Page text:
Dog Communication

[av_submenu menu=’37’ position=’left’ color=’alternate_color’ sticky=’aviaTBsticky’ mobile=’active’ mobile_submenu=’aviaTBmobile_submenu’] [av_one_full first] [av_heading tag=’h3′ padding=’20’ heading=’Martin McKenna shares his knowledge about Dog Communication with us.’ color=” style=” custom_font=” size=” subheading_active=” subheading_size=’15’ custom_class=”][/av_heading] [av_textblock size=” font_color=” color=”] I was introduced to Dog Communication in June 2011, when Harper Collins emailed me asking if I would like to interview Martin McKenna about his latest book “What’s Your Dog Telling You?”

My dogs were turning three years old and we had a terrific relationship. We had been travelling around in the campertrailer for a year without any dramas.

Other campers would approach me and tell me how well behaved my dogs were. Often I would hear that my dogs were better behaved than their own children and grand children. These kind people noticed how calm and relaxed the boys were and I would stand there nodding my head in proud agreement.

The book arrived and I was glad to see it was a small book. All was well in my camp and this book would have little to give me and my Chilly and Max – I thought.

It took two days to read “What’s Your Dog Telling You?”. In those two days I learned about my dogs and what they were saying to me. I was quietly shocked. Perhaps even more importantly I learned what I was telling them!

In the following two days I put this new understanding, this new language into practice and watched the relationship with my dogs turn into one where this human was indeed communicating with another species. I had become a dog communicator.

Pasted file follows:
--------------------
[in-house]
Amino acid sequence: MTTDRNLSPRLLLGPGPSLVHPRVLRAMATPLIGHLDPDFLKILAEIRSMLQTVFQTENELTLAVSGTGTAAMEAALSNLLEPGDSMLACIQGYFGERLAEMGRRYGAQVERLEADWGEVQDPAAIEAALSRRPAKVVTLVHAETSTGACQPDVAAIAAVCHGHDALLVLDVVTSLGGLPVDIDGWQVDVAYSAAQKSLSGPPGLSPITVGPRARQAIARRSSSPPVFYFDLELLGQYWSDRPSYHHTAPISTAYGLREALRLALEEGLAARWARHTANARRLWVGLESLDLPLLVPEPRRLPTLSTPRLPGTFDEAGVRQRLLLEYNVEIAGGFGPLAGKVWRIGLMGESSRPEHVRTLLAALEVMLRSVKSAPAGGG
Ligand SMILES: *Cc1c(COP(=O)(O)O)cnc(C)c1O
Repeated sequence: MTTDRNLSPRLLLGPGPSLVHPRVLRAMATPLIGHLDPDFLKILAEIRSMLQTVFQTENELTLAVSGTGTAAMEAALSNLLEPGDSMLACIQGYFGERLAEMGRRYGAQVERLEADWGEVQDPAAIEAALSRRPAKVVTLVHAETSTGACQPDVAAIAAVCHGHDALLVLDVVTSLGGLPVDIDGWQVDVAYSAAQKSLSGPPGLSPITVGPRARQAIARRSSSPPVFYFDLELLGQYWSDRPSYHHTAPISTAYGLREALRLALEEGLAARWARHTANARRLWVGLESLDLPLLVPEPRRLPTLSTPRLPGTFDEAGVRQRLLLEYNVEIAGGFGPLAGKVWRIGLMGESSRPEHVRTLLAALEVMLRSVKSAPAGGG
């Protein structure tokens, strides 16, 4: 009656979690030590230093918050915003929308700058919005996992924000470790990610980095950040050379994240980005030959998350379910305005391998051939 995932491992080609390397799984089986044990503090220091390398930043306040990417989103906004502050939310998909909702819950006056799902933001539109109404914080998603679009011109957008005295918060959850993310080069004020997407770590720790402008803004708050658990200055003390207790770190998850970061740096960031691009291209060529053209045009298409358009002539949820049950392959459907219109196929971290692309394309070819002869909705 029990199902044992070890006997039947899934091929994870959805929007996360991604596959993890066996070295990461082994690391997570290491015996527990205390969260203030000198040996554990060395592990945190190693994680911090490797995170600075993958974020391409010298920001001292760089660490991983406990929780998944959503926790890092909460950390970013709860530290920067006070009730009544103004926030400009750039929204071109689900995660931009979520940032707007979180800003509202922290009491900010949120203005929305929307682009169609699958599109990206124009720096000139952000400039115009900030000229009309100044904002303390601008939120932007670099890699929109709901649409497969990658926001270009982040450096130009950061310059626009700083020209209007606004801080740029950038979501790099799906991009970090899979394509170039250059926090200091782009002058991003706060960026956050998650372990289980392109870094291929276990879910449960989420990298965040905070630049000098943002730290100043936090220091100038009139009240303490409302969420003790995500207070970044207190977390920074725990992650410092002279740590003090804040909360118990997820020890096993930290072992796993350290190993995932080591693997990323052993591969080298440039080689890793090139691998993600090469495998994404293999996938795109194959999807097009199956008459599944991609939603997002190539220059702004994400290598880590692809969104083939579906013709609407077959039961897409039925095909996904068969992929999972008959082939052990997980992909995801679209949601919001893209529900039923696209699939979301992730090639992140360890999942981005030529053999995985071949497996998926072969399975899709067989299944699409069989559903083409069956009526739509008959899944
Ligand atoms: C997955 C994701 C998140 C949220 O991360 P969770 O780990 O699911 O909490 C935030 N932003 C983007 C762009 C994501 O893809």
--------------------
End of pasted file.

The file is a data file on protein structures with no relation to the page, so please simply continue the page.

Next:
What was a great relationship is now beyond what I thought was possible. We really are part of the same pack, with me now understanding what my obligations are in the pack. Max and Chilly are even more relaxed and calm, as they too understand their obligations in the pack. They always did really, it’s just that now I do too and our lines of communication are not as confusing as they were.

By the time I got around to the interview in December 2011, I had become a student of Dog Communication. Watching my dogs react to my signals as well as observing other people and their dogs has taught me lessons I feel every dog owner needs to know.

Martin’s story is of a young Irish lad who hid and lived in a barn with dogs. He learned his new family’s language and now he wants to share his knowledge with the world.

His first book was a best seller. This second book changed my life because I live with my dogs.

The conversation below is an entertaining 1 hour 20 minutes of amazing insights into dogs and people. It’s a recorded phone conversation and the quality is as good as I can get it. I hope this the first of many chats I will have with Martin as I continue to learn the importance of Dog Communication.
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